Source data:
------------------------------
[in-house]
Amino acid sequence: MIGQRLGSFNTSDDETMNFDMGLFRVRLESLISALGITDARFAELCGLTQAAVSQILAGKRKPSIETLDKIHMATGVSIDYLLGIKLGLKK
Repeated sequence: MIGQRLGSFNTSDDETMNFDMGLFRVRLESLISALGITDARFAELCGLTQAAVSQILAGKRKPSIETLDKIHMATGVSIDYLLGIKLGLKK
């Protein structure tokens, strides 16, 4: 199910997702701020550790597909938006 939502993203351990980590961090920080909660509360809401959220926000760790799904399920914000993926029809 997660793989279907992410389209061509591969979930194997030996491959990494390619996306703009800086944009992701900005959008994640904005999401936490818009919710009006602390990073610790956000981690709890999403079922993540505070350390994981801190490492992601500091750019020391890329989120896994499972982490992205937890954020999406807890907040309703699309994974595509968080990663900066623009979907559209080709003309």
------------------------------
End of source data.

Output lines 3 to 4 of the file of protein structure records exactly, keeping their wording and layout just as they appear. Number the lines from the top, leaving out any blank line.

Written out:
Repeated sequence: MIGQRLGSFNTSDDETMNFDMGLFRVRLESLISALGITDARFAELCGLTQAAVSQILAGKRKPSIETLDKIHMATGVSIDYLLGIKLGLKK
């Protein structure tokens, strides 16, 4: 199910997702701020550790597909938006 939502993203351990980590961090920080909660509360809401959220926000760790799904399920914000993926029809 997660793989279907992410389209061509591969979930194997030996491959990494390619996306703009800086944009992701900005959008994640904005999401936490818009919710009006602390990073610790956000981690709890999403079922993540505070350390994981801190490492992601500091750019020391890329989120896994499972982490992205937890954020999406807890907040309703699309994974595509968080990663900066623009979907559209080709003309």